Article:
What is Church, according to the Bible?–Part 1

What is Church-picture

“Church” can be confusing

What is Church? This is one of those questions to which the answer seems obvious until one starts to think seriously about the answer. Think about it… what is your answer? That building on the corner with the steeple?  The body of Christ? All believers down through the ages? The people you fellowship with? All of the above? While each of these have some measure of truth depending on the context; the English word “church” bears scant resemblance to the Greek word it represents.

My last post was considerably longer than usual and generated several suggestions that I try to keep the length of my posts to a more manageable level. Unfortunately I am trying to cover topics or points of view, which are often misunderstood or poorly represented in today’s world. As a result they deserve in-depth coverage.

A case in point is today’s topic: “What is Church?” In order to do this subject justice, and keep my readers happy, (is that possible?;-)  I am going to cover this as a multi-part series. In today’s post I am going to cover the origin of our English word, and introduce the Greek word which the New Testament uses: the word ekklesia (ἐκκλησία)

Those of you who have read my book know that the meaning of certain New Testament words seem to be obscured by transliteration as opposed to translation. Transliteration is simply rewriting a  word from one language, using the spelling and pronunciation norms of another. Some common examples of transliterated words in the New Testament are baptism, apostle, and Christ. The Greek words baptizo, apostolos, and christos mean dip, immerse or wash; ambassador or emissary; and king, respectively. As you can see, transliteration does nothing to help a reader understand the author’s intent.

The English word church does not seem to bear any resemblance to ekklesia. As a result we might take comfort in the fact that at least it does not seem to be a transliteration, but we would be wrong. As we will see shortly

What is Church in English?

As a starting point we should consider what an English dictionary can tell us about the meaning of our word. Dictionary.com gives us the following for church:

  1. a building for public Christian worship.
  2. public worship of God or a religious service in such a building: to attend church regularly.
  3. ( sometimes initial capital letter ) the whole body of Christian believers; Christendom.
  4. ( sometimes initial capital letter ) any division of this body professing the same creed and acknowledging the same ecclesiastical authority; a Christian denomination: the Methodist Church.
  5. that part of the whole Christian body, or of a particular denomination, belonging to the same city, country, nation, etc.

Most serious Christians will recognize instantly that while many people may think of a building when they hear the word church; this is not the way the Bible uses the term. When asked “what is church?” they rightly understand that the term is a reference to a group of people who have given their allegiance to Jesus Christ—whoops—I mean King Jesus. In spite of this, few who are part of the Church understand the full significance of this reference. Our goal is to fully explore the significance of this over our next several posts. For now you should simply keep in mind that none of the dictionary definitions convey this thought.

The fact that the Spanish word for church, “iglesia” is clearly a transliteration (as it is in many languages) is an indication that some attempt has been made historically to obscure its meaning. This indication is intensified when we realize that the English “church” derives from the German “Kirche” which is a shortened form of two Greek words; “kyriakon doma” (κυριακόν δῶμα).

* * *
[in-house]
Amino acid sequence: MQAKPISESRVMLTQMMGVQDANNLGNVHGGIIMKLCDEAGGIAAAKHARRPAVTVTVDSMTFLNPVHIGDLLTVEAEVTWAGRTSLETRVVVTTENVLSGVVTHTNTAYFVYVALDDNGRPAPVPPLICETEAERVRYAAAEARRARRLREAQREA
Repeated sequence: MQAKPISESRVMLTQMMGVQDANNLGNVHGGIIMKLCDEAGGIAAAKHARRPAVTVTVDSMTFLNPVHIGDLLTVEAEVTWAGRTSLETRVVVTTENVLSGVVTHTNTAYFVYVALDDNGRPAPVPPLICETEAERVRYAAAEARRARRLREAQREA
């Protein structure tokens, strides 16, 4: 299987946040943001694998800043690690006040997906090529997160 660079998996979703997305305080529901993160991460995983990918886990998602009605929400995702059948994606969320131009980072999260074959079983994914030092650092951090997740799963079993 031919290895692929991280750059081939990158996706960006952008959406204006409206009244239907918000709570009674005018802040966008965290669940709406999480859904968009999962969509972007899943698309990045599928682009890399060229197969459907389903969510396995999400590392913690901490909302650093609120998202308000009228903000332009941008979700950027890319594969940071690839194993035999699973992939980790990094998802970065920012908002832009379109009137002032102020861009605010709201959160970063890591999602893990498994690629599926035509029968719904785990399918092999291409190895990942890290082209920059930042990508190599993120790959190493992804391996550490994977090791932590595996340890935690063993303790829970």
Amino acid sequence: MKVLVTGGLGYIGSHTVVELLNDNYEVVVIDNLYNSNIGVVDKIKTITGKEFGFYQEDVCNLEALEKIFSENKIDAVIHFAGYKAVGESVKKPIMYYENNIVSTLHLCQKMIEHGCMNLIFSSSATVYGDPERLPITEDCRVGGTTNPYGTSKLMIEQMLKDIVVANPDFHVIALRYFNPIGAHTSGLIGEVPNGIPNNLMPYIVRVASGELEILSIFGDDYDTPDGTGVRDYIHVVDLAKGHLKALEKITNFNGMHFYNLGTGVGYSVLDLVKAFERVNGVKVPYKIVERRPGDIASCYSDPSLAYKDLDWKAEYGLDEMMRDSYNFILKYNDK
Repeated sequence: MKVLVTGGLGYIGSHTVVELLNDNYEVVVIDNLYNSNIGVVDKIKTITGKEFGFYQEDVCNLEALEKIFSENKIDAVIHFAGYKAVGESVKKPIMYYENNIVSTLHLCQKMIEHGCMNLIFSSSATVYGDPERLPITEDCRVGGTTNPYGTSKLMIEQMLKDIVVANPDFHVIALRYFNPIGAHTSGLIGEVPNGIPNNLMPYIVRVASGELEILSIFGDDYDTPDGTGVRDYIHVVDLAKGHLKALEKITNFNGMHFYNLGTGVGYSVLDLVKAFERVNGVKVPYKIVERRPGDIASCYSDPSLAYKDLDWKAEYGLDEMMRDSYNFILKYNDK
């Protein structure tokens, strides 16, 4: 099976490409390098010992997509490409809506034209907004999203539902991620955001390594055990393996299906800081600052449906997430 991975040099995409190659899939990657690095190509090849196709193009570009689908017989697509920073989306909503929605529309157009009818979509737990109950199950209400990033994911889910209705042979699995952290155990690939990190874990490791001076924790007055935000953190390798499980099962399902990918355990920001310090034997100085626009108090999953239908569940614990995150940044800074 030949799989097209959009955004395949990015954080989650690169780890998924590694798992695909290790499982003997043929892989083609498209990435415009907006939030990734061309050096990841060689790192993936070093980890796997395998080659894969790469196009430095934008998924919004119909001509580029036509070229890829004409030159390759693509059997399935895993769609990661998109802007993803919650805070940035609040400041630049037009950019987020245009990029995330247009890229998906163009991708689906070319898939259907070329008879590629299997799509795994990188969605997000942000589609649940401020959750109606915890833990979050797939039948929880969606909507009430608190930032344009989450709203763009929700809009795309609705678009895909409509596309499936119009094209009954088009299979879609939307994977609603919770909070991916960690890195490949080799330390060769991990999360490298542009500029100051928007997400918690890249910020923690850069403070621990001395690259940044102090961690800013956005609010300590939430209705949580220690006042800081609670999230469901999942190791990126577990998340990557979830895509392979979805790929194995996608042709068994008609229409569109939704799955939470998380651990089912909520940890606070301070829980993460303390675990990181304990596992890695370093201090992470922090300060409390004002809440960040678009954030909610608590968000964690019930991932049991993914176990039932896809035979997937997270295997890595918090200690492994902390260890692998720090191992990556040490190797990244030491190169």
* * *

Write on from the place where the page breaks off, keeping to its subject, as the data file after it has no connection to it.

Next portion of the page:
kyriakon is found twice in the New Testament; once in 1 Corinthians 11:20 and once in Revelation 1:10, and in neither case is it translated as “church.” In both cases it is properly rendered as “Lord’s”; first referring to the “Lord’s supper,” and secondly to the “Lord’s day.” It is an adjective meaning “belonging to a lord.”

Doma, which was dropped by the time the term made its way into German and English, (and a host of Teutonic languages) means “house top” or “roof” and is the origin of our word “dome.” It is found seven times in the New Testament. (Matthew 10:27, Matthew 24:17, Mark 13:15, Luke 5:19, Luke 12:3, Luke 17:31, Acts 10:9) It seems that this word eventually came to represent not just the roof, but the entire building, hence kyriakon doma means “building of a lord,” or “the lord’s building.”

It should come as no surprise that the primary dictionary meaning, and the understanding of most people, is that the church is a building; it has meant that since its adoption into the English language. It is somewhat ironic that the English word “church” is indeed a transliteration from the Greek, but not of the word used by our king’s ambassadors (often transliterated as “Christ’s apostles”) to represent the thing we think of as the “Church.”

What is Church in Greek?

So what did the Greek word ekklesia mean? Its denotation is derived from two Greek words meaning “called out,” and many would have us to believe that this is the sense intended by its use in the New Testament. “We are the Church” equals “we are called out of the world.” While this is a true statement, it may not be the meaning of the word. As we learned earlier we must decide how it was used, before coming to our conclusion. To this end we are assisted by the Encyclopedia Britannica which gives:

Ecclesia, Greek Ekklēsia, (“gathering of those summoned”), in ancient Greece, assembly of citizens in a city-state…. the Ecclesia became coterminous with the body of male citizens 18 years of age or over and had final control over policy, including the right to hear appeals in the hēliaia (public court), take part in the election of archons (chief magistrates), and confer special privileges on individuals…. Assemblies of this sort existed in most Greek city-states, continuing to function throughout the Hellenistic and Roman periods, though under the Roman Empire their powers gradually atrophied.